Adults having all 6 legs fully developed and operational for walking. Fore-legs of female operational for walking. Fore-legs without a tibial epiphysis. Tibiae of middle legs 2-spurred. Posterior tibiae 2-spurred.

Tympanal organs absent.

Eggs, larvae and pupae. Eggs usually markedly flattened (mostly discoid, in Lycaena almost hemispherical); smooth or minutely pitted, or with projections. Larval prolegs 10. Larvae conspicuously, densely long-hairy to not densely long-hairy (often densely short-hairy, characteristically woodlouse-shaped, often intimately associated with ants in the later instars); exposed feeders (rarely), or concealed feeders. Mostly on legumes, but a few on Ericaceae, Labiatae, Cistaceae, Geraniaceae, Ilex, Hedera, Rhamnus, etc.

Pupae smooth and rounded (usually), or ridged and angular to smooth and rounded; conspicuously patterned, or plain; without shining-metallic spots; exposed, with no coccoon, or concealed; when ‘exposed’, not suspended, but attached at the tail and secured by a median girdle of silk; when ‘concealed’, subterranean, or on the surface of the ground.

British representation. Genera 19 (3 comprising adventives only); 26 species (including 8 adventive, 2 extinct). Aricia agestis (Brown Argus), Aricia artaxerxes (Durham Argus, Northern Brown Argus, Scotch Brown Argus, Castle Eden Argus), Callophrys rubi (Green Hairstreak), Celastrina argiolus (Holly Blue, Azure Blue), Cupido minimus (Little Blue), Cyaniris semiargus (Mazarine Blue - extinct, now occasionally adventive), Everes argiades (Short-tailed Blue - adventive?), Glaucopsyche alexis (Green-underside Blue, adventive), Lampides boeticus (Long-tailed Blue), Leptotes pirithous (Bloxworth Blue, Lang’s Short-tailed Blue, adventive), Lycaena alciphron (Purple-shot Copper, adventive), Lycaena dispar dispar (Large Copper - the extinct British subspecies), Lycaena hippothoë (Purple-edged Copper, adventive), Lycaena phlaeas (Small Copper), Lycaena tityrus (Sooty Copper, adventive), Lycaena virgaureae (Scarce Copper, former resident but extinct since about 1850), Lysandra bellargus (Adonis Blue), Lysandra coridon (Chalk-hill Blue), Maculinea arion eutyphron (Large Blue, the perhaps extinct British subspecies), Neozephyrus (Quercusia) quercus (Purple Hairstreak), Plebejus argus (Silver-studded Blue), Plebicula dorylas (Turquoise Blue, adventive), Polyommatus icarus (Common Blue), Plebicula dorylas, Satyrium (Strymonidia) pruni (Black Hair-streak), Satyrium (Strymonidia) w-album (White-letter Hairstreak), Syntaricus pirithous (adventive), Thecla betulae (Brown Hairstreak).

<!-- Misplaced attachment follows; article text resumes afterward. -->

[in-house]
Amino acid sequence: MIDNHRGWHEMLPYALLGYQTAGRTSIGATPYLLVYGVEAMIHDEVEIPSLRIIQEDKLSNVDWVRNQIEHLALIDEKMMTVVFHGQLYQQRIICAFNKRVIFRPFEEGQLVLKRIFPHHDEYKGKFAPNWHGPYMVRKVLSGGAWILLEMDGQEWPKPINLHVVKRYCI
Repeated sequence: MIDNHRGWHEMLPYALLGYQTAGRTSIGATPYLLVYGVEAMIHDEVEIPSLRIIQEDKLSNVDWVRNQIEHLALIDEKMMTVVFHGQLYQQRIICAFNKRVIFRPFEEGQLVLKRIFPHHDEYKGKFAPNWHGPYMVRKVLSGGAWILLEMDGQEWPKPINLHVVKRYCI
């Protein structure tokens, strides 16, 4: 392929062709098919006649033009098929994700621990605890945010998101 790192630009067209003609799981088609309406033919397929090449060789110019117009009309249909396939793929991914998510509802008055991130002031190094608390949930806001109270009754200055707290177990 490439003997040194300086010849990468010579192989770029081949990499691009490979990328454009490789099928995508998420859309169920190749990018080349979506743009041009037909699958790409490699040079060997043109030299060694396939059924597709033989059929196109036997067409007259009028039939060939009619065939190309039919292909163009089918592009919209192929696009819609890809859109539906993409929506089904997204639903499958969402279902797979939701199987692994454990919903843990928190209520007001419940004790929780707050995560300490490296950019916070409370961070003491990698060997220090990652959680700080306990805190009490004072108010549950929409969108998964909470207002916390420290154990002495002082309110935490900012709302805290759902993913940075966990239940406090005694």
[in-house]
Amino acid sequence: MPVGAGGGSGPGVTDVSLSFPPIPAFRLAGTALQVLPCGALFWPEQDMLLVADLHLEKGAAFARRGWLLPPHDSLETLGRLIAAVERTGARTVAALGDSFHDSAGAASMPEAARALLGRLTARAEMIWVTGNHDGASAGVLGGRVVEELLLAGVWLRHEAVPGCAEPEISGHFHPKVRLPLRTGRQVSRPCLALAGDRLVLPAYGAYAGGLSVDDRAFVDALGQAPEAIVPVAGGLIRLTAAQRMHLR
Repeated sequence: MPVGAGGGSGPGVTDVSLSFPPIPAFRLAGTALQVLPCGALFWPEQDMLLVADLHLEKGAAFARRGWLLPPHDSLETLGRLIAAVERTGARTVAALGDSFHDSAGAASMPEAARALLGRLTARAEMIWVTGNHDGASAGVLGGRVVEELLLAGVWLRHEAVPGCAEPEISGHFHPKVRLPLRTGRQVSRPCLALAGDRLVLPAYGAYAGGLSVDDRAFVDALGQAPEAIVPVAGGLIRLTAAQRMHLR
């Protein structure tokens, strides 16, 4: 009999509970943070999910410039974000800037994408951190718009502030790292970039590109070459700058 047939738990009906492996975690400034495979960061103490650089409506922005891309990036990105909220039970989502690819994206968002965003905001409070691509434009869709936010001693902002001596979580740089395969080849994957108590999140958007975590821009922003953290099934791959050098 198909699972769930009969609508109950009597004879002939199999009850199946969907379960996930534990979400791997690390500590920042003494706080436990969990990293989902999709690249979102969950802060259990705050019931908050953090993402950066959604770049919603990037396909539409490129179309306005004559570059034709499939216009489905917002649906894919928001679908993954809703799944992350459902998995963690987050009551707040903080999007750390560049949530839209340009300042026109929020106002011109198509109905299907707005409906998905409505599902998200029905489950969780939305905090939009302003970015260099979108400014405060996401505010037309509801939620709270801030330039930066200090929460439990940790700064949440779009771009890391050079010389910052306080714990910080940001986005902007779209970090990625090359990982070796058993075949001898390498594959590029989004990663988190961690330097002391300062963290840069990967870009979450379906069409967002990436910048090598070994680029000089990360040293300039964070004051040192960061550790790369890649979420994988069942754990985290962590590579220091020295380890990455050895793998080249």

Classification. Butterflies. Suborder Ditrysia. Superfamily Papilionoidea.